The Sioux Chef, Sean Sherman, published a powerful and personal piece about the true history of Thanksgiving, what it meant in the past, and what it means to him today, in TIME Ideas. Chef Sherman, a member of the Oglala Lakota Sioux Nation grew up on the Pine Ridge Indian Reservation, the poorest county in the U.S. with the second lowest life expectancy in the Western Hemisphere, and yet, like his life and his work, Chef Sherman’s Thanksgiving message is uplifting and hopeful.
The thing is, we do not need the poisonous “pilgrims and Indians” narrative. We do not need that illusion of past unity to actually unite people today. Instead, we can focus simply on values that apply to everybody: togetherness, generosity and gratitude. And we can make the day about what everybody wants to talk and think about anyway: the food. ~ Sean Sherman, The Sioux Chef in TIME Ideas
It’s not often that on the eve of Thanksgiving the voice of a Native American is heard in the mainstream media, or at any other time for that matter. So it’s an especially poignant lesson in the history of America, that today, at a moment of such great divisiveness in our country, The Sioux Chef should step up and talk about unity while reminding us all about the real and tragic history of Thanksgiving, and of America.
Though I feel the first peoples of this nation have a right to anger, Chef Sherman’s tone in his TIME article isn’t angry. Instead, the James Beard Award-winning author of The Sioux Chef’s Indigenous Kitchen distills the bitter truth without leaving a bad taste in the reader’s mouth. His message is beautifully written and very worth your time to read.
When I asked Sean what it meant to him to publish such an honest piece in a mainstream media outlet, he replied, humbly, “I am so honored that a publication like TIME would allow my personal perspective and voice on their platform. It is our hope to reach as many people as possible, and we can’t do it without networks like TIME to share our story and vision.”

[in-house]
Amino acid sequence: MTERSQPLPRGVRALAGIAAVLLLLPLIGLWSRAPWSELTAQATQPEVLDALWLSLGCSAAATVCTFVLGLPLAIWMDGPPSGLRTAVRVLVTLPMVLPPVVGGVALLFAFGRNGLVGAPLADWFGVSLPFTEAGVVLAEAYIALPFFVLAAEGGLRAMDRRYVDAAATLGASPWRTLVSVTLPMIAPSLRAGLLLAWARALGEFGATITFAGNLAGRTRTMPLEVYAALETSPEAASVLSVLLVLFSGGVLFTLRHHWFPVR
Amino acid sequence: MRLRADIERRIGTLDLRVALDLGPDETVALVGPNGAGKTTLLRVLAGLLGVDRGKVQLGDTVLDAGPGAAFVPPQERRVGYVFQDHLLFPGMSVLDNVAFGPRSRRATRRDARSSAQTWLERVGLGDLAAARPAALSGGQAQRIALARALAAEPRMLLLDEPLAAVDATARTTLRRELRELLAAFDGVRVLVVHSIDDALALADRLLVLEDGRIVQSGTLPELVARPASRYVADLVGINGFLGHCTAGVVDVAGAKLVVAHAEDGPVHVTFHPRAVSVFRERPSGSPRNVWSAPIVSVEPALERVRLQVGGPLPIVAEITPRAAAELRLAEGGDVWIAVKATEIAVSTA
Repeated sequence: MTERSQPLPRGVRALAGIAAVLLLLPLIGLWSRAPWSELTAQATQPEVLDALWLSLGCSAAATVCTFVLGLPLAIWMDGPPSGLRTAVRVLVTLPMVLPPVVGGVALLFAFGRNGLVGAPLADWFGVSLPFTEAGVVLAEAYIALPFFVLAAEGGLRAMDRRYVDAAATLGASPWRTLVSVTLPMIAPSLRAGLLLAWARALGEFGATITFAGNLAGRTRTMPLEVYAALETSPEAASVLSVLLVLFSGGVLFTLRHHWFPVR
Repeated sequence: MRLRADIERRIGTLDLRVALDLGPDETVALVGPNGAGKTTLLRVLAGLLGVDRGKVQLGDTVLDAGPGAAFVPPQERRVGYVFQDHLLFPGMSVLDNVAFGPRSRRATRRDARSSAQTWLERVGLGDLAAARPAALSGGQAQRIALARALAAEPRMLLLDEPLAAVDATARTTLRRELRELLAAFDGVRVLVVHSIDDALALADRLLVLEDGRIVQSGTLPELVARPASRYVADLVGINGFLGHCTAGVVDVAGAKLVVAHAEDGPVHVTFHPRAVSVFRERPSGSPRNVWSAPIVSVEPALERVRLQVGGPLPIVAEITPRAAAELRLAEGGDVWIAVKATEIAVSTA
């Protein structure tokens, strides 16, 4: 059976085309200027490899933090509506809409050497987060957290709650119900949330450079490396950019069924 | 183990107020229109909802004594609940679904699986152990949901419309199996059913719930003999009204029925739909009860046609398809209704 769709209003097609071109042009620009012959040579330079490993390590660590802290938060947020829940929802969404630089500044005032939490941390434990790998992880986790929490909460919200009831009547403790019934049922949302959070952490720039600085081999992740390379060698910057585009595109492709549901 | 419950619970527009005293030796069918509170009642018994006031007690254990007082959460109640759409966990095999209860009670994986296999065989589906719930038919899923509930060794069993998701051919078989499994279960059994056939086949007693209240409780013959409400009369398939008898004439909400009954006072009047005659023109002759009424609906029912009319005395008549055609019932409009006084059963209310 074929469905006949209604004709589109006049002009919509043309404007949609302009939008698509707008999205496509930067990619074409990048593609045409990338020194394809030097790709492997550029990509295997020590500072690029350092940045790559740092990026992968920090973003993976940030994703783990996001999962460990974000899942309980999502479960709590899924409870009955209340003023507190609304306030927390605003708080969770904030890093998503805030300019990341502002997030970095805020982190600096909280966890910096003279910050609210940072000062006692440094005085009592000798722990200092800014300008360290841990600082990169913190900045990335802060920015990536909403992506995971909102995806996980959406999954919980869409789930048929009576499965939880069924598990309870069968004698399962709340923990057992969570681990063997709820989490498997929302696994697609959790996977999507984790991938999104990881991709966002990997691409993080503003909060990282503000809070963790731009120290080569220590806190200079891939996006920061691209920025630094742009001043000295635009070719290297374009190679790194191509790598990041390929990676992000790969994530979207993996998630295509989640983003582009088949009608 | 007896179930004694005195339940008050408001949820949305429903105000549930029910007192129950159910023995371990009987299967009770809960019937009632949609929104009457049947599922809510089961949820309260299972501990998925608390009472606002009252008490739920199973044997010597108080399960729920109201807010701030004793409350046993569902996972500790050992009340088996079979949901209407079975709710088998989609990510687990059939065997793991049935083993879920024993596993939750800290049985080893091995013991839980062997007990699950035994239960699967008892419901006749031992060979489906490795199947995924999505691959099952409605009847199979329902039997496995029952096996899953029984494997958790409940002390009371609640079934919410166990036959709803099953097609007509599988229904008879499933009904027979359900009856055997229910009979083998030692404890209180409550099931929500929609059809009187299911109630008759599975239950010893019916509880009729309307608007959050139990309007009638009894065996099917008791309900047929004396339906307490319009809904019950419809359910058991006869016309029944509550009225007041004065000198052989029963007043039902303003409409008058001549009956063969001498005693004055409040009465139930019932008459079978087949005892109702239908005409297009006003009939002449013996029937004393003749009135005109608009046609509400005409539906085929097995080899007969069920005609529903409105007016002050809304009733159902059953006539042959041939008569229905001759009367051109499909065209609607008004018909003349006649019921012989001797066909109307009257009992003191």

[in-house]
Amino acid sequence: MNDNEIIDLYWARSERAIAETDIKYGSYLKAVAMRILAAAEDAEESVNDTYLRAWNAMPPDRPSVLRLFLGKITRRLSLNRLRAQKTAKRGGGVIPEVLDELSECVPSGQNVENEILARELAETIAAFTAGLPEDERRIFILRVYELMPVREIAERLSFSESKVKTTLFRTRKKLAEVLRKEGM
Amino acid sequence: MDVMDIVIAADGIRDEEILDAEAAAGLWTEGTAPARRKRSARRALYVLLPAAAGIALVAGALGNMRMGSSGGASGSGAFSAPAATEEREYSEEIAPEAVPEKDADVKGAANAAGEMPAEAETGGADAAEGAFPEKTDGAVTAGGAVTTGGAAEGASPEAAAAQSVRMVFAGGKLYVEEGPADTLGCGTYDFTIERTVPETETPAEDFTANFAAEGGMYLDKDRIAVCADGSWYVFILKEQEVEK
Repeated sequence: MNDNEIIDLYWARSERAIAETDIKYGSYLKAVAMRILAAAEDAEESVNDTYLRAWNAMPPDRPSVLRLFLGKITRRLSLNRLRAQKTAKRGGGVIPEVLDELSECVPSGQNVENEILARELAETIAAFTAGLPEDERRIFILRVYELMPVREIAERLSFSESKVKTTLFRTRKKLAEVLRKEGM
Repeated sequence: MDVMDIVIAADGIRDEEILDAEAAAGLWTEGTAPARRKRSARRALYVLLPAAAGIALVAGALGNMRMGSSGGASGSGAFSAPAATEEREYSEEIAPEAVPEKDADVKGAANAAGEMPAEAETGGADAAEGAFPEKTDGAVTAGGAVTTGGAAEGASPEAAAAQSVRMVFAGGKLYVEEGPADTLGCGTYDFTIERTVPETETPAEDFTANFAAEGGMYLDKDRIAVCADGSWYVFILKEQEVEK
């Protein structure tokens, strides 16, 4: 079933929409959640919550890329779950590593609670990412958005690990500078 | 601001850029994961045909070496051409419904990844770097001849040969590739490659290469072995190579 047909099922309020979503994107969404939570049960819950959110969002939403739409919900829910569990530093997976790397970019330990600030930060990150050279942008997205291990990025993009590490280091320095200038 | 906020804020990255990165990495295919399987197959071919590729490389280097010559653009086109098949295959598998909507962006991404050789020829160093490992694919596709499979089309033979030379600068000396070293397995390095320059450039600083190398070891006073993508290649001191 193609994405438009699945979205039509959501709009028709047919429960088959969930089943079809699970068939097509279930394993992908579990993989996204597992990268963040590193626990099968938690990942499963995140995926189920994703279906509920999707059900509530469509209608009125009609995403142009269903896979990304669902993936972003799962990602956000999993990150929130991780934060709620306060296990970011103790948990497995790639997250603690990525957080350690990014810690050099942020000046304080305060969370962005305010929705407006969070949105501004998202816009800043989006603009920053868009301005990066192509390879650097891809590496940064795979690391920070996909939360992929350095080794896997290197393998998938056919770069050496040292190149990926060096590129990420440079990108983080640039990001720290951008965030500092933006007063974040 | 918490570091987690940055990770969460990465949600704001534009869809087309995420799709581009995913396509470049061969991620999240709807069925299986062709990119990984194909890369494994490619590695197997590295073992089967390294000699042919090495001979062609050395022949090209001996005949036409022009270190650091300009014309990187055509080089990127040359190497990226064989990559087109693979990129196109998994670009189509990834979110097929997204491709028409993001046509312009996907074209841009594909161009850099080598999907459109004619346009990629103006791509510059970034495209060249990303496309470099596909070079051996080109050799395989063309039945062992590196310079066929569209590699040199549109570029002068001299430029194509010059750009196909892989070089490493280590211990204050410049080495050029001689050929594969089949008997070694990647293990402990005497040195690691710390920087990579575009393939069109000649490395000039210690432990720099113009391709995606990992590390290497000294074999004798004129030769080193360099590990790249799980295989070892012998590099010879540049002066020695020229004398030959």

For me personally, Chef Sherman’s beautiful and moving article is a thing to celebrate in and of itself as I share Thanksgiving with loved ones. This holiday has never sat well with me since university, when I studied in-depth the true history of colonialism, missionaries, and the first peoples of the Americas, attended my first pow wows, then went on to lobby for indigenous rights on Capitol Hill.
I find Sean’s focus on food to be a blessing, a way to celebrate in good conscience that which I find difficult to stomach – a holiday with a false pretense. His message can give all of us who – like Sean himself – love and have built our lives around food, an honest reason to genuinely embrace Thanksgiving.
No matter where you are in North America, you are on indigenous land. And so on this holiday, and any day really, I urge people to explore a deeper connection to what are called “American” foods by understanding true Native-American histories, and begin using what grows naturally around us, and to support Native-American growers. ~ The Sioux Chef Sean Sherman in TIME Ideas